Total RNA extraction
Nine RNA samples of testicular biopsies from NOA and OA patients were extracted using TRIzol (Invitrogen, USA) following the manufacturer’s protocol. The quantity and purity of total RNA was measured on the NanoDrop® ND-1000 spectrophotometer (Thermo Fisher, USA). RNA integrity was measured by denaturing agarose gel electrophoresis.
All RNA samples were analyzed by Arraystar circRNA Microarray at Kangchen Bio-tech (Shanghai, China). Sample labeling and array hybridization were performed according to the manufacturer’s protocol (Arraystar Inc.). The hybridized arrays were washed, fixed and scanned on the Agilent Scanner G2505C. Agilent Feature Extraction software was used for raw data extraction. The data was then processed using the limma package of R software. Low intensity was filtered after quantile normalization of the raw data. Student’s t-test was used to estimate the statistical significance between groups. CircRNAs with a fold change ≥ 1.5 and p < 0.05 were considered significant.
Quantitative real-time reverse transcription PCR
The cDNA was prepared from 1ug of total RNA using Super Script TMIII Reverse Transcriptase kit (Invitrogen) according to the manufacturer’s instructions. Quantitative real-time reverse transcription PCR (qRT-PCR) was performed using a 2×PCR master mix (Arraystar) on the ViiA 7 Real-time PCR System (Applied Biosystems) to detect the relative expression levels of target circRNAs. The primer sequences for the target circRNAs are as follows: hsa_ circRNA_402130 forward: 5′-GTGGCCGAGGACTTTGATTG-3′, reverse: 5′-CCTGTAACAACGCATCTCATATT-3′; hsa_circRNA_100812 forward: 5′-TATTCTCAAGCTGTCACAGGACATT-3′, reverse: 5′-TGAGGGTAGCAGCAGAACGAG-3′; hsa_circRNA_072697 forward: 5′-TGATAGAAAAGTTAGAATTTTCAGA-3′, reverse: 5′-ACTCTTTCAAACTCTAAGAGCTTAG-3′; hsa_circRNA_104078 forward: 5′-GCTTATGGCTATAAAATTACAGAGA-3′, reverse: 5′-CGGGACAACATCCTTTCTTAC-3′; hsa_circRNA_030050 forward: 5′-GGGAGAAGCAGCTAGAACCA-3′; reverse: 5′-TT TGCCAGAATACCCCTTTG-3′; hsa_circRNA_406168 forward: 5′-ATTGGGTTCTTTGCCTGTTG-3′; reverse: 5′-GGGGCAGACAGATGAGAAAG-3′; β-actin forward: 5′-GTGGCCGAGGACTTTGATTG-3′, reverse: 5′-CCTGTAACAACGCATCTCATATT-3′. Transcript level of the housekeeping gene β-actin was used to normalize the relative expression of circRNAs. Data is represented as mean ± SE of three independent experiments.
Annotation and functional prediction of hsa_circRNA_402130 and hsa_circRNA_072697
The circRNA-microRNA interactions of hsa_circRNA_402130 and hsa_circRNA_072697 were predicted with Arraystar’s home-made microRNA target prediction software based on TargetScan  and miRanda . The analysis process of the software is as follows: First, it performs target prediction by using the miRNA information in the latest miRBase on the target sequence. Then, candidate miRNAs are screened by Context+<=-0.05 and Context<=-0.05. Finally, according to the miRNA coverage of MREs (MicroRNA Recoginition Elements) on the target sequence, the required circRNA-microRNA interactions are obtained. The microRNA-mRNA interactions were predicted by starBase v2.0 (http://starbase.sysu.edu.cn/browser.php) [46, 47] and miRDB (http://www.mirdb.org) [48, 49]. GO and KEGG enrichment analysis of circRNA-targeting genes were performed by DAVID https://david.ncifcrf.gov/. Then OmicShare tools (http://www.omicshare.com/tools) was used to create potential maps of the circRNA/miRNA/mRNA interaction networks of hsa_circ_402130 and hsa_circ_072697.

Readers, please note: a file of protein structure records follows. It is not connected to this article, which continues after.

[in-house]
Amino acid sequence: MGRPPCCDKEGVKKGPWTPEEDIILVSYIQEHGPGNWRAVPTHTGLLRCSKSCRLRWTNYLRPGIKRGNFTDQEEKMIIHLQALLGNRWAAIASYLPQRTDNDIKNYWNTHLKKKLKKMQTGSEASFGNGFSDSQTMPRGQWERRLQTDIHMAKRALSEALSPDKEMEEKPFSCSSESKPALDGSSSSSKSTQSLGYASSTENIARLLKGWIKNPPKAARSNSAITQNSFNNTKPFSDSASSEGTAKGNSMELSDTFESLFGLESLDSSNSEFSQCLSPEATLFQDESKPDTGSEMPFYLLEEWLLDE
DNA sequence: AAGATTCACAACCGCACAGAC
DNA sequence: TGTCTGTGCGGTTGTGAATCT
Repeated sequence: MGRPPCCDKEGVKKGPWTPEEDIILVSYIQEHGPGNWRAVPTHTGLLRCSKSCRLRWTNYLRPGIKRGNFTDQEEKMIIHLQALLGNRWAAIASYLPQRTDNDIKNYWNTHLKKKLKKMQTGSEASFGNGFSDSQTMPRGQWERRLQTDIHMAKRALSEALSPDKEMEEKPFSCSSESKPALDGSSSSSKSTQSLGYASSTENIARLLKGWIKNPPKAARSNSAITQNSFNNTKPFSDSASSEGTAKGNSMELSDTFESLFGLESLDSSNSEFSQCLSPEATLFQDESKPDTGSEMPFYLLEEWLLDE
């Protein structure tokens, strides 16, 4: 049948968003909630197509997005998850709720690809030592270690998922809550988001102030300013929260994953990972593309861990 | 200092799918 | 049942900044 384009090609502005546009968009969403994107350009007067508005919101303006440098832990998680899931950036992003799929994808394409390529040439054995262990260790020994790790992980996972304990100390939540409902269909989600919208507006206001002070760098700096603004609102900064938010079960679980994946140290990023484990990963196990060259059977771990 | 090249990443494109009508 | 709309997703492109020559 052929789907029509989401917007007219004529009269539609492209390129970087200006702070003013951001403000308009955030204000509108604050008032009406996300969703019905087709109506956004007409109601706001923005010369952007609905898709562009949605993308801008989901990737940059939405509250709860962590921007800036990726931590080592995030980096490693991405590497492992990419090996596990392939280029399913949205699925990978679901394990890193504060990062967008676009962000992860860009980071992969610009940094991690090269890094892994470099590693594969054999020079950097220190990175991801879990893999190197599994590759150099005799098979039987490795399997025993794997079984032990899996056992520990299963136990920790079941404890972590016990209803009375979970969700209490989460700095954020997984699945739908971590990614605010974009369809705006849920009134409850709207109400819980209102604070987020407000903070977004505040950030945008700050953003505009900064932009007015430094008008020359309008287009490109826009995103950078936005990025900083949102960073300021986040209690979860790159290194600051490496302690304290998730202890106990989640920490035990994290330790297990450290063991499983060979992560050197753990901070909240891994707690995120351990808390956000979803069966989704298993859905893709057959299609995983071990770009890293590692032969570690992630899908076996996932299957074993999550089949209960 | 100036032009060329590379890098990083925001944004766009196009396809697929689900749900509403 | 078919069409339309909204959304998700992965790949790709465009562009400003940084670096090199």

Student’s t-test (two-tailed) was used to estimate statistical significance between groups. Data analysis was performed using GraphPad Prism 5.0 (GraphPad Software, La Jolla, CA). A p-value < 0.05 was considered significant.
ART: assisted reproductive technology; BP: biological processce; ceRNA: competing endogenous RNA; circRNAs: Circular RNAs; FSH: follicle-stimulating hormone; GWAS: genome-wide association analysis; LH: luteinizing hormone; MREs: microRNA response elements; NOA: non-obstructive azoospermia; OA: obstructive azoospermia; qRT-PCR: quantitative real-time reverse transcription PCR; T: testosterone.
Liqing Fan designed and guided the research. Hao Bo and Fang Zhu performed the experiments. Hao Bo, Han Zhang, Zhizhong Liu and Xingming Wang analyzed the data. Ruiling Tang, Fang Zhu, Dai Zhou and Guanghui Gong collected and prepared the samples. Hao Bo and Zhizhong Liu wrote the paper. Wenbin Zhu, Yueqiu Tan and Liqing Fan revised the manuscript, and all authors had approved the final manuscript.
We thank Kangchen Bio-tech (Shanghai, China) for the excellent technical assistance.
Conflicts of Interest
The authors declare there are no conflicts of interest in this work.
This work was supported by the National Natural Science Foundation of China (No. 31472054), the National Key Research and Development Program of China (2016YFC1000600), the Fundamental Research Funds for the Central Universities of Central South University (2019zzts715) and the Special Fund of Clinical Medicine of Chinese Medical Association (17020280697).